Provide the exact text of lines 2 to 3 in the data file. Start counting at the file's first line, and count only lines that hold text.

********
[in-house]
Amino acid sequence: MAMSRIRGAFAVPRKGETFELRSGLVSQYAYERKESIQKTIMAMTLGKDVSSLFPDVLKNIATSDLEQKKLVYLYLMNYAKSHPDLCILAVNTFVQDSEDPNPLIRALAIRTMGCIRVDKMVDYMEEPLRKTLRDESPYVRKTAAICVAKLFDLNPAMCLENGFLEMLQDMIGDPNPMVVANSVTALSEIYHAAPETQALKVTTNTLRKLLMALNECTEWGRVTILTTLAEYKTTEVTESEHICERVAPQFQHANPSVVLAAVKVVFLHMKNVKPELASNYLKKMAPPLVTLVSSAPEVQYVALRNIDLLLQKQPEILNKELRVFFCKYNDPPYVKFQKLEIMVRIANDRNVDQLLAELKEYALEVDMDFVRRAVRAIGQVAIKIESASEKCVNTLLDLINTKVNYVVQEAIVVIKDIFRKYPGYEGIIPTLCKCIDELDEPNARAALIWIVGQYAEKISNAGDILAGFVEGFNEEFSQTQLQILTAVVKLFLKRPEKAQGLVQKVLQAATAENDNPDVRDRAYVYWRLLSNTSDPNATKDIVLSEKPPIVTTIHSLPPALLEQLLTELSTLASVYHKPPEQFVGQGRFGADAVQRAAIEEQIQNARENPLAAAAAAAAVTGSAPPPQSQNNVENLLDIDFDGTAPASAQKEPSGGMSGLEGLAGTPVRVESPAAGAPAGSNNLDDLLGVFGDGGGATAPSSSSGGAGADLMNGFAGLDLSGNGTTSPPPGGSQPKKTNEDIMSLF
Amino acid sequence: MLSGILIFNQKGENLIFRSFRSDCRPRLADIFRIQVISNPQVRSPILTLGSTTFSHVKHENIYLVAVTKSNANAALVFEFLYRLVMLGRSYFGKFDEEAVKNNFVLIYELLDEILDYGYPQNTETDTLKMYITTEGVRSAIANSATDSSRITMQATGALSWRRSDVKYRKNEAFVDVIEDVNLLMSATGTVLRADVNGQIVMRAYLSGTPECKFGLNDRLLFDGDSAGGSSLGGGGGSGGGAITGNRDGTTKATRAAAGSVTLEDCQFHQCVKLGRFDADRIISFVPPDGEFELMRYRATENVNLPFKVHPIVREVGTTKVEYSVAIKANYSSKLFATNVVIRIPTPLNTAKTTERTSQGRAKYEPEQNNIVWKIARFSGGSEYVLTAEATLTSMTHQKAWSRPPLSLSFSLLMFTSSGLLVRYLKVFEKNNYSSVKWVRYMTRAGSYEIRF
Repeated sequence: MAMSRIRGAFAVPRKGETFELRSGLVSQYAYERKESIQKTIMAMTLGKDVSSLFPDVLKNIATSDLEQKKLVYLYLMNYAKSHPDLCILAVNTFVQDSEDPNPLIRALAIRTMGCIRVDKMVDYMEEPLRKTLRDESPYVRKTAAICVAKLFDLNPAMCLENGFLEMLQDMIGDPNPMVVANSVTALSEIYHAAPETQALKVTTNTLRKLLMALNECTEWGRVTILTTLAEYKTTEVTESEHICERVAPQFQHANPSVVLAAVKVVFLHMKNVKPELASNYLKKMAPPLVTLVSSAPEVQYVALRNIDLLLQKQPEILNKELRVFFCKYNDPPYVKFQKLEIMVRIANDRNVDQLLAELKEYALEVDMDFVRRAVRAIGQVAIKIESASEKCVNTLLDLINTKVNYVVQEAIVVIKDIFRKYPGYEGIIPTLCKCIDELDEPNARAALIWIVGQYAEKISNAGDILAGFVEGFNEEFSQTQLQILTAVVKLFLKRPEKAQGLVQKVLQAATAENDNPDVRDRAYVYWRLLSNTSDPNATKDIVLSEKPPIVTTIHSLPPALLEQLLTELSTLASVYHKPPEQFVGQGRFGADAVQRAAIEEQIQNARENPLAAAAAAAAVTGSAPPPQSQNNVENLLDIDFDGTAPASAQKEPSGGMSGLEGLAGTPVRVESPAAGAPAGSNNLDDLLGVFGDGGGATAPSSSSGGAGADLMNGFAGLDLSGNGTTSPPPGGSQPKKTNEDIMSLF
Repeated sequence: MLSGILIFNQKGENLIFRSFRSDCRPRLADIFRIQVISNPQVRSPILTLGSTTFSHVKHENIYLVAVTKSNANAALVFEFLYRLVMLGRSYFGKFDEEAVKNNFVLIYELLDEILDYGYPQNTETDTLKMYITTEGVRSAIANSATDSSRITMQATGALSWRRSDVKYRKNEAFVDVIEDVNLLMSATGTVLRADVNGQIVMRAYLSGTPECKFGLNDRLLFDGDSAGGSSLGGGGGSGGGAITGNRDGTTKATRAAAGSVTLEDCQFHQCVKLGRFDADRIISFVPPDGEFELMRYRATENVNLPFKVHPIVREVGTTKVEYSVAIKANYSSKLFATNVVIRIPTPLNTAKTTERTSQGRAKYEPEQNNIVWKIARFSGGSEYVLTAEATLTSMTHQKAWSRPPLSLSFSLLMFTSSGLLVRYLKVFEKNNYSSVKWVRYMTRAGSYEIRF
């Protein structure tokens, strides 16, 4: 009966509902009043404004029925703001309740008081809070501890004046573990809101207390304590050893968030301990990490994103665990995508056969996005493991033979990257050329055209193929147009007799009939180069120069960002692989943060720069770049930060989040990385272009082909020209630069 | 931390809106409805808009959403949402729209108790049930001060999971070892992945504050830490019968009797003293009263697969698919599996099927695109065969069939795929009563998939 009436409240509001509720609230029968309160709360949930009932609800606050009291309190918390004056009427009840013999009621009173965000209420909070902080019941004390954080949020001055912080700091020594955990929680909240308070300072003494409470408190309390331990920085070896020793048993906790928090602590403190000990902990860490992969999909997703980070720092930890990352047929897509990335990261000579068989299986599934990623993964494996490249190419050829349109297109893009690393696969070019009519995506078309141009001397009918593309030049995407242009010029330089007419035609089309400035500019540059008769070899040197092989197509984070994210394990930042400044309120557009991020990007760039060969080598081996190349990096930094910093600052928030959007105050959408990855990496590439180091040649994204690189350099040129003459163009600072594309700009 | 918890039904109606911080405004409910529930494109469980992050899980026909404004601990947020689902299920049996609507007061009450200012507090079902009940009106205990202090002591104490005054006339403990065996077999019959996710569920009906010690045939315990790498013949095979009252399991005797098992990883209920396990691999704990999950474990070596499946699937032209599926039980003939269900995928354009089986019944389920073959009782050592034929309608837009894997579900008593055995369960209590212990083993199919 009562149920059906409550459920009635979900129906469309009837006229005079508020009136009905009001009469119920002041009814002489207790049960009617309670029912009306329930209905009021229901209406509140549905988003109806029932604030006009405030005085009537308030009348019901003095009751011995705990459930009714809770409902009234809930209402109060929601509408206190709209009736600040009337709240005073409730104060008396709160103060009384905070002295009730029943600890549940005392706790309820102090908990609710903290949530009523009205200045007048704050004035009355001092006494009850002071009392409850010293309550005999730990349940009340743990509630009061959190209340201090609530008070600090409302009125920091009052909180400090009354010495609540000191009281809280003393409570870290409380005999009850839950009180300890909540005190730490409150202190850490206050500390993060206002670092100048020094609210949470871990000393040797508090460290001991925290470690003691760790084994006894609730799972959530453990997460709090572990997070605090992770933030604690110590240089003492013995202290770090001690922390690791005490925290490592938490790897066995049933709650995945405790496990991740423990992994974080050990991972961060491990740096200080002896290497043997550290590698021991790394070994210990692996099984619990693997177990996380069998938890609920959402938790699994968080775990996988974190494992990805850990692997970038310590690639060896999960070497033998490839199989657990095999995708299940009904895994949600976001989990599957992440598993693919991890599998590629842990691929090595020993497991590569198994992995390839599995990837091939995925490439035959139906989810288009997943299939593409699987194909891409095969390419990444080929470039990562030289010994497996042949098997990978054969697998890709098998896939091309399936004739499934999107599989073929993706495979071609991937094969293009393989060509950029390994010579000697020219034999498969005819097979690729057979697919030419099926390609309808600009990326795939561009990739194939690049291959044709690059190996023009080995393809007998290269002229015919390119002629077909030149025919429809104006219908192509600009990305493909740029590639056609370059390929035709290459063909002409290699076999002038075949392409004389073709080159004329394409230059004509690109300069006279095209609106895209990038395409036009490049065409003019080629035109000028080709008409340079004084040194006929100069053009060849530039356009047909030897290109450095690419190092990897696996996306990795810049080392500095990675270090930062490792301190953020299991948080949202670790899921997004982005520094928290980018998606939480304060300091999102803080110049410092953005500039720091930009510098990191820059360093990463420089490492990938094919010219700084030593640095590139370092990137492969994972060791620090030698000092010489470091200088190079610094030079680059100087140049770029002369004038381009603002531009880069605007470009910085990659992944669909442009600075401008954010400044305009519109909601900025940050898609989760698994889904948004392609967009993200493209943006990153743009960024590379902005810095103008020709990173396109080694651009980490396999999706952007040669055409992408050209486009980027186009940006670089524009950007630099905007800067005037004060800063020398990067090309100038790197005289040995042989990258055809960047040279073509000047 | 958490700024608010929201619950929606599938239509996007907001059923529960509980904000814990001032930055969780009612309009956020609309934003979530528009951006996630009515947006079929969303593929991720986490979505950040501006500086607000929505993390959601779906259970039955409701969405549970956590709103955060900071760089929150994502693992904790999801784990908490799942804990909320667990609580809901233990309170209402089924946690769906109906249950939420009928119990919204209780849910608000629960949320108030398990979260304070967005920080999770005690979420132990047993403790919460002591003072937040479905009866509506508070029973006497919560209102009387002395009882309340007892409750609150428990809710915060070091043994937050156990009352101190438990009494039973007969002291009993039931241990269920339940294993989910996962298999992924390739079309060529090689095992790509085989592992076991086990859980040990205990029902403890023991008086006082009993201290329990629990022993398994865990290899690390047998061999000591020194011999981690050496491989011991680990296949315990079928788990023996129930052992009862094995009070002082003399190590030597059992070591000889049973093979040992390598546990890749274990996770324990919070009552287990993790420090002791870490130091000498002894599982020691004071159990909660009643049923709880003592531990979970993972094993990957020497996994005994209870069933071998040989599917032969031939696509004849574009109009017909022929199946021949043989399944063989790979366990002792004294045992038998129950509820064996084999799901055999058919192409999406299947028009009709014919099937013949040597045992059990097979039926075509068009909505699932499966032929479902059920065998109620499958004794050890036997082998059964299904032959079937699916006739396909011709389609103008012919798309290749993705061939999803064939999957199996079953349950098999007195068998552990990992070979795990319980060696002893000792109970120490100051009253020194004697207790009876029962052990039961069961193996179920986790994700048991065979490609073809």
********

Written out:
Amino acid sequence: MAMSRIRGAFAVPRKGETFELRSGLVSQYAYERKESIQKTIMAMTLGKDVSSLFPDVLKNIATSDLEQKKLVYLYLMNYAKSHPDLCILAVNTFVQDSEDPNPLIRALAIRTMGCIRVDKMVDYMEEPLRKTLRDESPYVRKTAAICVAKLFDLNPAMCLENGFLEMLQDMIGDPNPMVVANSVTALSEIYHAAPETQALKVTTNTLRKLLMALNECTEWGRVTILTTLAEYKTTEVTESEHICERVAPQFQHANPSVVLAAVKVVFLHMKNVKPELASNYLKKMAPPLVTLVSSAPEVQYVALRNIDLLLQKQPEILNKELRVFFCKYNDPPYVKFQKLEIMVRIANDRNVDQLLAELKEYALEVDMDFVRRAVRAIGQVAIKIESASEKCVNTLLDLINTKVNYVVQEAIVVIKDIFRKYPGYEGIIPTLCKCIDELDEPNARAALIWIVGQYAEKISNAGDILAGFVEGFNEEFSQTQLQILTAVVKLFLKRPEKAQGLVQKVLQAATAENDNPDVRDRAYVYWRLLSNTSDPNATKDIVLSEKPPIVTTIHSLPPALLEQLLTELSTLASVYHKPPEQFVGQGRFGADAVQRAAIEEQIQNARENPLAAAAAAAAVTGSAPPPQSQNNVENLLDIDFDGTAPASAQKEPSGGMSGLEGLAGTPVRVESPAAGAPAGSNNLDDLLGVFGDGGGATAPSSSSGGAGADLMNGFAGLDLSGNGTTSPPPGGSQPKKTNEDIMSLF
Amino acid sequence: MLSGILIFNQKGENLIFRSFRSDCRPRLADIFRIQVISNPQVRSPILTLGSTTFSHVKHENIYLVAVTKSNANAALVFEFLYRLVMLGRSYFGKFDEEAVKNNFVLIYELLDEILDYGYPQNTETDTLKMYITTEGVRSAIANSATDSSRITMQATGALSWRRSDVKYRKNEAFVDVIEDVNLLMSATGTVLRADVNGQIVMRAYLSGTPECKFGLNDRLLFDGDSAGGSSLGGGGGSGGGAITGNRDGTTKATRAAAGSVTLEDCQFHQCVKLGRFDADRIISFVPPDGEFELMRYRATENVNLPFKVHPIVREVGTTKVEYSVAIKANYSSKLFATNVVIRIPTPLNTAKTTERTSQGRAKYEPEQNNIVWKIARFSGGSEYVLTAEATLTSMTHQKAWSRPPLSLSFSLLMFTSSGLLVRYLKVFEKNNYSSVKWVRYMTRAGSYEIRF